During the sixteen and seventeen hundreds, a form of government swept the world. Absolutism, where the ruler holds all the power and runs the state how they would like it. The poster boy for absolutism is Louis XIV, the Sun King. In the words of historian Mr. Pursel, “Louis was the epitome of absolutism”. Louis XIV held the title for the longest reign in Europe’s history lasting seventy-two years; but many historians believe that he would not have lasted nearly as long if he was elected or democratic.
Louis XIV was able to hold his position for so long because of his absolutist mindset. During his time in office, Louis took all the power, made new positions for himself, and made nobles nearly obsolete. On top of this, if a noble is too wealthy and influential, he is imprisoned.
Nicolas Fouquet is a prime example of this, upon gaining wealth and power (which posed a threat to Louis) he was sent to jail. This is one of many times that Louis XIV had any competition put away. This is done in order for all the power to be in Louis’s hands and his state to be purely under his fist. Louis XIV glorified his state by building palaces like no other and statues and arches.
Versailles, Louis’s palace, was built for himself and his royal family. Covering 3.6 square miles and having 728,000 square feet of indoor luxury, this palace put Louis above everyone in Europe and established his power and wealth. As a child, Louis witnessed a revolution and vowed to never allow this to happen again. So, he became an absolute ruler with all the power and an impenetrable city of his own, outside the reach of the common peasant.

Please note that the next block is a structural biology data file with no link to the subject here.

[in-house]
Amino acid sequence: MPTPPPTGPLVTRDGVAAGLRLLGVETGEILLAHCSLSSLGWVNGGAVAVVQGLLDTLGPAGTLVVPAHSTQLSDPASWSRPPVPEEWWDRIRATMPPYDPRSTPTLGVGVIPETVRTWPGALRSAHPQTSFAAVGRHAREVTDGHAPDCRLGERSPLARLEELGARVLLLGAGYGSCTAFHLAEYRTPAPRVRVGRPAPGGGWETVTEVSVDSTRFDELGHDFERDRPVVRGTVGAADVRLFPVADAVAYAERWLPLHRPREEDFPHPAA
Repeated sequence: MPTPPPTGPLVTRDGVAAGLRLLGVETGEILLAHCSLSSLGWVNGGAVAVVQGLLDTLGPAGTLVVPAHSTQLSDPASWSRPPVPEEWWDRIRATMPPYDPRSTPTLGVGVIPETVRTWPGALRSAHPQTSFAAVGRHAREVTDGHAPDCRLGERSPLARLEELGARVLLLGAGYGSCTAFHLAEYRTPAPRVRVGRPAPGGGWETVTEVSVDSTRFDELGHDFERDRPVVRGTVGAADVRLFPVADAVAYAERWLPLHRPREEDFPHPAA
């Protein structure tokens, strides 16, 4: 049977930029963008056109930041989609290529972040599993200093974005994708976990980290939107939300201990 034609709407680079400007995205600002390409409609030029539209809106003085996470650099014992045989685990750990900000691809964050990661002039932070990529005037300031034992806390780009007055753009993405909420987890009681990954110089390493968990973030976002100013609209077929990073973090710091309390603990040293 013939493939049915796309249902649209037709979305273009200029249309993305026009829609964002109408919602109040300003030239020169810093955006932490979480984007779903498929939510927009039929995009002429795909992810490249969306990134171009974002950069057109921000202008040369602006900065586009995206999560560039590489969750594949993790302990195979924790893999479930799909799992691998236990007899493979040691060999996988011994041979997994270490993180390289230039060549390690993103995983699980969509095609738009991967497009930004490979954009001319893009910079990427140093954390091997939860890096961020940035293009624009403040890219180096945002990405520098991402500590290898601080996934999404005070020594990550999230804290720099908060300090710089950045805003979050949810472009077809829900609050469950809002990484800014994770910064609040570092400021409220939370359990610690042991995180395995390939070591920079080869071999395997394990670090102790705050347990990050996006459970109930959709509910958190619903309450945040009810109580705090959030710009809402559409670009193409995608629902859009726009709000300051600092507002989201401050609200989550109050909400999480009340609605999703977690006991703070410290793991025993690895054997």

While Versailles served as living grounds and peace of mind for Louis and his family, it also demonstrated the immense wealth and power that Louis XIV had and how weak every noble and peasant was compared to him. Louis enjoyed making sure everyone knew that he was above them that is why it is fitting that he was the “Sun King”. This is because, no matter where one is in the world; they will see it every day and each time it will be above them. While in office, Louis’s goal was to make France a land with “one king, one law, one religion.” One king and one law was achieved by establishing his power over all others and weakening nobels. While one religion was met by redacting The Edict of Nantes.
The Edict of Nantes allowed Calvinist Protestants to practice freely in France; but once replaced by Louis’s Edict Of Fontainebleau, the Calvinists could no longer practice. By achieving one king, one law, and one religion; Louis was a true absolutist ruler. He controlled the laws, the state, and even what people could believe in. By establishing his power, making laws that suit him, glorifying his monarchy, and weakening nobles and people; Louis was able to rule over France uncontested for seventy-two years. By taking full power of France, the Sun King was able to write his page in the history books as the most absolute ruler ever.
As famed historian Mr. Pursel said, “Louis XIV is the epitome of absolutism.”